The bid/ask spread on front-month at-the-money puts is 1.7%.
Implied volatility stands at 28%, slightly below the mid-point of the six-month range. It has been rising since Sept. 25 although it now appears to be faltering.
Options are pricing in confidence that 68.2% of trades will fall between $31.39 and $36.85 over the next month, for a potential gain or loss of 8%, and between $32.81 and $35.43 over the next week.
Trading in call contracts is quite active today, with volume running nearly four times the five-day average. Put contracts are languishing at less than a third of average volume.
Marathon Oil next publishes earnings on Nov. 4. The stock goes ex-dividend in November for a quarterly payout yielding 2.23% at today's prices.
Decision for my account: The chart is sufficiently bearish to support a trade. The odds of success are weak, but there's just not much data for the present downtrend and so I don't give the odds analysis much weight.
The worst case extrinsic scenario, a federal default, is excellent for a bear trade -- barring bankruptcy. The worst danger to a bear position is that the crisis ends suddenly and dramatically, causing a celebratory market rise. Since the markets haven't really done much to price in a default yet, that sort of upward spike would be irrational, but when has irrationality stopped the markets from doing as they will?
I intend to open a bear position in MRO if it shows downward momentum near the end of the trading day, structuring it as a bear call spread. I'll update this analysis near the closing bell with my final decision.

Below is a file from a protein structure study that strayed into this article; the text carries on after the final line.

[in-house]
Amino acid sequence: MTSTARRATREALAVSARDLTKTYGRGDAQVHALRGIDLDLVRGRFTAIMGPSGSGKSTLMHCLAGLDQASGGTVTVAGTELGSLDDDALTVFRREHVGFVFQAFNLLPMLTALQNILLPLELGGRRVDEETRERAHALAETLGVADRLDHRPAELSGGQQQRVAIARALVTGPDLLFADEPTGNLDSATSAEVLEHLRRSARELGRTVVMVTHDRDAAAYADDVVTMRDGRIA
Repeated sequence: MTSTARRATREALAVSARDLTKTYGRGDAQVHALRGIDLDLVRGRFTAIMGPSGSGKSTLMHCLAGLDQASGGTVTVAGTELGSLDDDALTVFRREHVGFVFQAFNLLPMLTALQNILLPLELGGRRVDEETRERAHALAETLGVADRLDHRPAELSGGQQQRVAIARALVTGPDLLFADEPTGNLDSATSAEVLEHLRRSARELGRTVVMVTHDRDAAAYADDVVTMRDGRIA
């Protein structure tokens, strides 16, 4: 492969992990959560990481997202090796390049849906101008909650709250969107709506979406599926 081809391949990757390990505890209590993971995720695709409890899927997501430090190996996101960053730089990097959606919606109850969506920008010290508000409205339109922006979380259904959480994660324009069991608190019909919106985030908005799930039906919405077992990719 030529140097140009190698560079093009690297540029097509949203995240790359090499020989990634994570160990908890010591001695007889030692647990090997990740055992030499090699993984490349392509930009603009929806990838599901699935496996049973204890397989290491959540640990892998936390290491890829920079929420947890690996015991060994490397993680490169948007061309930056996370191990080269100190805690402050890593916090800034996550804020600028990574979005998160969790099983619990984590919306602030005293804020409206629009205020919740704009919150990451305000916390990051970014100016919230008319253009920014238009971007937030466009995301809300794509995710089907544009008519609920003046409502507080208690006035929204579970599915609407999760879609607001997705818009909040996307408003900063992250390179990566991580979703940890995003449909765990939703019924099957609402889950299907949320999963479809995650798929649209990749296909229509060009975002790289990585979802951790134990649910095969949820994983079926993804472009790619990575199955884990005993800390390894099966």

My trading rules can be read here. And the classic Turtle Trading rules on which my rules are based can be read here.
I use the number 68.2% in using applied volatility to calculate the expected trading range. This comes from statistics and refers to the one standard deviation boundaries, which are expected to contain 68.2% of whatever is being studied. Putting it another way, given an item (a trade or whatever), there is a 68.2% chance that it will appear within those boundaries.
Elliott wave analysis tracks patterns in price movements. StockCharts has a good explainer. The principal practioner of Elliott wave analysis is Robert Prechter at Elliott Wave International. His book, Elliott Wave Principle, is a must-read for people interested in this form of analysis, as is his most recent publication, Visual Guide to Elliott Wave Trading.
By preference I place my trades in the last half hour before the closing bell in New York. See my essay "When is the best time to trade" for a discussion of the practice.
Tim Bovee, Private Trader tracks the analysis and trades of a private trader for his own accounts. Nothing in this blog constitutes a recommendation to buy or sell stocks, options or any other financial instrument. The only purpose of this blog is to provide education and entertainment.
No trader is ever 100 percent successful in his or her trades. Trading in the stock and option markets is risky and uncertain. Each trader must make trading decision decisions for his or her own account, and take responsibility for the consequences.